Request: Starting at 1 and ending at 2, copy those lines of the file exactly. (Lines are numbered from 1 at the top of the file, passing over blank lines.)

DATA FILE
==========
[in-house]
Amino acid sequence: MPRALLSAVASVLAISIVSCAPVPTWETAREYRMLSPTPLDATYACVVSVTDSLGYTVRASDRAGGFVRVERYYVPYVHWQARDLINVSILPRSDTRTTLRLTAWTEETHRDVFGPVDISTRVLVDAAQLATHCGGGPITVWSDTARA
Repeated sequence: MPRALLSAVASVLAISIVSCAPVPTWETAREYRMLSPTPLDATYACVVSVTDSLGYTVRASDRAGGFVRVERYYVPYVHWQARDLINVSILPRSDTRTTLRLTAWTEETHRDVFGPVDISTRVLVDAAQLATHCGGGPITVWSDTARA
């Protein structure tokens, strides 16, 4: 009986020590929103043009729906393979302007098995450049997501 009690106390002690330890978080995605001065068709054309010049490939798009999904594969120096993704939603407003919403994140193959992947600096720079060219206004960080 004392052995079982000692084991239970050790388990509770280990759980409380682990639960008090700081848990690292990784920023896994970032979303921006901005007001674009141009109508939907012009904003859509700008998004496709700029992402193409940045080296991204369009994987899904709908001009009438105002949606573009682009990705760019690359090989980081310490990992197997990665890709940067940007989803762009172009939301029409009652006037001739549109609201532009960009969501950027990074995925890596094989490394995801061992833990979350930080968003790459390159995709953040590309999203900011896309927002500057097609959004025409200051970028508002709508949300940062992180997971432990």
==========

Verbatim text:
[in-house]
Amino acid sequence: MPRALLSAVASVLAISIVSCAPVPTWETAREYRMLSPTPLDATYACVVSVTDSLGYTVRASDRAGGFVRVERYYVPYVHWQARDLINVSILPRSDTRTTLRLTAWTEETHRDVFGPVDISTRVLVDAAQLATHCGGGPITVWSDTARA